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 Post subject: Generator modeling
PostPosted: Thu Jun 02, 2011 11:23 am 

Joined: Fri Jan 30, 2009 10:04 am
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Location: Toronto
2 of 600V 750kw generators paralelly supply a 2500A MCC without utility power connected. Each generator has its breaker (1200A frame set at 80%) for protection, which deternins the clearing time. To do arc flash for the MCC, how should I model the generators? What I can think about:
1. Generator subtransient reactance, no matter how the generator breakers operate.
2. Find generator feeder arcing current (arcing current flowing the breaker) using subtransient reactance. If the arcing current is within the inst. of the breaker, model the generator with subtransient reactance. If not, model generators with transient reactance (less current, longer clearing time).
3. Energy accumulation according to subtransient and transient reactance till breaker operate. ( too much work, I do not prefer)

Any thoughts?
Thanks


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PostPosted: Thu Jun 02, 2011 3:18 pm 
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This is another question where there is not a good (or maybe the word is simple) answer.

Option 3 is the best, it really needs the decrement curve. The problem again however is that you can get precise with this but the IEEE equations are not exact.

Perhaps assume the current is based on Xd'' but then evaluate the device operation based on the decrement. This sould give you the maximum current (even though it will be collapsing) and maximum clearing time. Just an idea, perhaps others have different methods.

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PostPosted: Fri Jun 03, 2011 10:59 am 

Joined: Mon Jan 26, 2009 5:00 pm
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Modeling the generator decrement into arc flash confuses me a bit.

The decrement curves are developed with a bolted fault in mind. Intuition tells me that the decrement will be less severe with a higher impedence fault.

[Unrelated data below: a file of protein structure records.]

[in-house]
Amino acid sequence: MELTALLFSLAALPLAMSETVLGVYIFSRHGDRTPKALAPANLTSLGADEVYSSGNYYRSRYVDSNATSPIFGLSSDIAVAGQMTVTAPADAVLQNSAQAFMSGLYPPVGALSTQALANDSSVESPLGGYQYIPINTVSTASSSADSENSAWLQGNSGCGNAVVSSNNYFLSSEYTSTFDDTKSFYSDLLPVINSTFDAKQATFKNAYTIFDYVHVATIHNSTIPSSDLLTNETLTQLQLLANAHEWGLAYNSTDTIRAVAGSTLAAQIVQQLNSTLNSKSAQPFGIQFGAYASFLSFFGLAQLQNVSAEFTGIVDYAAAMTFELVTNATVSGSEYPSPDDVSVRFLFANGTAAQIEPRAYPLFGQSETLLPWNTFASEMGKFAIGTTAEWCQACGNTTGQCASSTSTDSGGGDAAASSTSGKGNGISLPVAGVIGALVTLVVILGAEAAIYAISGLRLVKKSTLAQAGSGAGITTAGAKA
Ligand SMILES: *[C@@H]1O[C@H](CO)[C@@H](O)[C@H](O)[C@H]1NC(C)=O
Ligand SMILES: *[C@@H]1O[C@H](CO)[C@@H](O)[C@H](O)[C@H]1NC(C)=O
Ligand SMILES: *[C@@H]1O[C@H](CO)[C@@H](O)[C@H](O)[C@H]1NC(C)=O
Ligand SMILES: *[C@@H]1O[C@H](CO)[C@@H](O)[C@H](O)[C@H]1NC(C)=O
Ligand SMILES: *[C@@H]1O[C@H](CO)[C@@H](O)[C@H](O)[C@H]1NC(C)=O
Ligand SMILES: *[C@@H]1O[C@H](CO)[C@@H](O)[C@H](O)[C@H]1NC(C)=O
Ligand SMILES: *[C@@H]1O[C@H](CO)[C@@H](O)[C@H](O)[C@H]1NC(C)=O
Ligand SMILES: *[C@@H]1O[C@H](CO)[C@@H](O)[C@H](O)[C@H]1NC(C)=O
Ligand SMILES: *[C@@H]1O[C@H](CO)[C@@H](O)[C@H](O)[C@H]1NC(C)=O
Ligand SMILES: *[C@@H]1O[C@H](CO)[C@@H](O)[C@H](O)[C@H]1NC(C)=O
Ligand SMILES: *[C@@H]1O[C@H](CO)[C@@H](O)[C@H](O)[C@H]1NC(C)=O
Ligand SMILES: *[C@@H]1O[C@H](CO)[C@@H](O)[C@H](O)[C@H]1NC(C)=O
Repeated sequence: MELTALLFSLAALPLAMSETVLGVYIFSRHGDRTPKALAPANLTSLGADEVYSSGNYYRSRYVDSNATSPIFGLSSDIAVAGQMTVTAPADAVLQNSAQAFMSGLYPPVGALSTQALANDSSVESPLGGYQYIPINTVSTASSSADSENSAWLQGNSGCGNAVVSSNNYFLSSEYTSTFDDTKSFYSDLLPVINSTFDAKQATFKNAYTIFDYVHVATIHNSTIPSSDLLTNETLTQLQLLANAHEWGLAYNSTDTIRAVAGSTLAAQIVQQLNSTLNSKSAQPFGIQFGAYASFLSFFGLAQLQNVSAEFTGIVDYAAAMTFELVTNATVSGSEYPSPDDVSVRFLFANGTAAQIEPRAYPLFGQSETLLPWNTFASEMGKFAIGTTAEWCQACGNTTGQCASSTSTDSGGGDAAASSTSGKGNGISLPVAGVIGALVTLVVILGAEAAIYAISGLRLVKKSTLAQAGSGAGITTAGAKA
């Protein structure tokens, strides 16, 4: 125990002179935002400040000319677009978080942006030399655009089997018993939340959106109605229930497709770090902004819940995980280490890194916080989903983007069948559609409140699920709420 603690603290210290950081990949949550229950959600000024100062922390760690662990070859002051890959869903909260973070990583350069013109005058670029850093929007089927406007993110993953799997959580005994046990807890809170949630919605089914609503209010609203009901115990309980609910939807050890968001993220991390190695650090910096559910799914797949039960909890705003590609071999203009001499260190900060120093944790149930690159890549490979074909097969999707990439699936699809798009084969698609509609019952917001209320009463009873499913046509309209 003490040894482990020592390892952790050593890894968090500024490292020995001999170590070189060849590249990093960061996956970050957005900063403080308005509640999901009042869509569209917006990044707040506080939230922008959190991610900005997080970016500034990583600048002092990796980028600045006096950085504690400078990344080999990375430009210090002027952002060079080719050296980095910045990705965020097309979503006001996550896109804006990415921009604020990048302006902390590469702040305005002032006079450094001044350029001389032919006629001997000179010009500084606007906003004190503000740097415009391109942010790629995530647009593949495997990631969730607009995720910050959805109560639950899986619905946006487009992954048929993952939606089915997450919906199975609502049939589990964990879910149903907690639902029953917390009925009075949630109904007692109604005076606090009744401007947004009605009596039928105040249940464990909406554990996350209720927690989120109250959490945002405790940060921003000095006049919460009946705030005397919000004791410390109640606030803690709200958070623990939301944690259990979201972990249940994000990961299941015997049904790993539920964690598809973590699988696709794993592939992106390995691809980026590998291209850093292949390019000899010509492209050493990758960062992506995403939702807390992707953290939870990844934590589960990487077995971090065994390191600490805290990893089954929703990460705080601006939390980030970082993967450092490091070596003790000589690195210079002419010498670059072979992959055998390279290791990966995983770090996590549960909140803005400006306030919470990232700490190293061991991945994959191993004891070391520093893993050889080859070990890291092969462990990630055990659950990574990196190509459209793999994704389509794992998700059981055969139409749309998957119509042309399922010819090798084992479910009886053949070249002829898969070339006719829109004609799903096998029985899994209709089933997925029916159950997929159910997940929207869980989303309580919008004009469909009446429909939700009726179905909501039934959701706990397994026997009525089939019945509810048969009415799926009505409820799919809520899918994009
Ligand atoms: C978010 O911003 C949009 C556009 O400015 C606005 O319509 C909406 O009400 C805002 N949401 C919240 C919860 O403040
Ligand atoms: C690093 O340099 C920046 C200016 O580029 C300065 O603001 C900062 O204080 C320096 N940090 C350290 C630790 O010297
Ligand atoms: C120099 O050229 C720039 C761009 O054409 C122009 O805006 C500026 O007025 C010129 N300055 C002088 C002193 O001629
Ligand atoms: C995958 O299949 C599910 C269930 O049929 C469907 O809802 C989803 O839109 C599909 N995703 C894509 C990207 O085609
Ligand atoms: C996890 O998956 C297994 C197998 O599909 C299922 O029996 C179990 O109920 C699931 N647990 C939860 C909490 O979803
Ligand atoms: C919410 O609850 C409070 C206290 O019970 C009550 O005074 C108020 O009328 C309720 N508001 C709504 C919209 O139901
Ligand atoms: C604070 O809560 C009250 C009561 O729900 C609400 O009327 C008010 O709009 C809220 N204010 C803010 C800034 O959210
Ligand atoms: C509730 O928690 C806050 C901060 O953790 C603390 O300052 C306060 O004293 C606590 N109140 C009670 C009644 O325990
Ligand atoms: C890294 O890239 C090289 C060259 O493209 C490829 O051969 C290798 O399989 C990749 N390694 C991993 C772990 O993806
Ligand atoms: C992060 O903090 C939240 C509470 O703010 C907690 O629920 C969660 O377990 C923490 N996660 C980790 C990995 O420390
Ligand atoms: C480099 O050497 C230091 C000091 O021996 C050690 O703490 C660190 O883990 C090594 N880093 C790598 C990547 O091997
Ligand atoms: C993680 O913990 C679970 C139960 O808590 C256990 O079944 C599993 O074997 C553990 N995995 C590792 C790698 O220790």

The decrement also varies according to the method of excitation. A self excited machine responds differently than a PMG one. Both probably react differently to a high impedance fault than the bolted fault that the decrement curve was developped around.

If that wasn't complicated enough, the response 2 or more generators in parallel probably differs from how an individual machine would respond.

At any rate, the MCC with 2 generators in parallel should consider the possibility of having 1 or both generators in service. Don't forget the motors either!


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PostPosted: Fri Jun 03, 2011 6:32 pm 
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Ex twidget wrote:
Modeling the generator decrement into arc flash confuses me a bit.

The decrement curves are developed with a bolted fault in mind. Intuition tells me that the decrement will be less severe with a higher impedence fault.


I was thinking more along the lines of maximum short circuit current from Xdā€™ā€™ and maximum clearing time from using the decrement curve - the worst case for both.

However, you are quite correct, constructing a decrement curve based on arcing current would be quite an interesting exercise and give something totally different. :eek:

I was also considering how this affects overcurrent protection. If there is a 51V, 87G, etc. that also changes the game.

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PostPosted: Sun Jun 12, 2011 5:15 pm 

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[quote="brainfiller"]This is another question where there is not a good (or maybe the word is simple) answer.

Option 3 is the best, it really needs the decrement curve. The problem again however is that you can get precise with this but the IEEE equations are not exact.

What would be the effective time of Xd"? Table 9-1 of IEEE 551 (from C37.010) recommends using Xd" for 0-1 cycle (momentary caculation), and 1.5-5 cycles (interrupting caculation). Does it make sense to carry out the energy accumulation by using Xd" up to 5 cycles, and Xd' for the rest of time. Assume clearing time is longer than 5 cycles.


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PostPosted: Sun Jun 12, 2011 6:01 pm 

Joined: Fri Jan 30, 2009 10:04 am
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Ex twidget wrote:
Modeling the generator decrement into arc flash confuses me a bit.

The decrement curves are developed with a bolted fault in mind. Intuition tells me that the decrement will be less severe with a higher impedence fault.

The decrement also varies according to the method of excitation. A self excited machine responds differently than a PMG one. Both probably react differently to a high impedance fault than the bolted fault that the decrement curve was developped around.

If that wasn't complicated enough, the response 2 or more generators in parallel probably differs from how an individual machine would respond.

At any rate, the MCC with 2 generators in parallel should consider the possibility of having 1 or both generators in service. Don't forget the motors either!

Yes, The one generator operating scenerio study should be performed.
I usually include contributions from motors of 50HP and UP. I have not seen a guideline about this from IEEE 1584. Is there anything about motor size?


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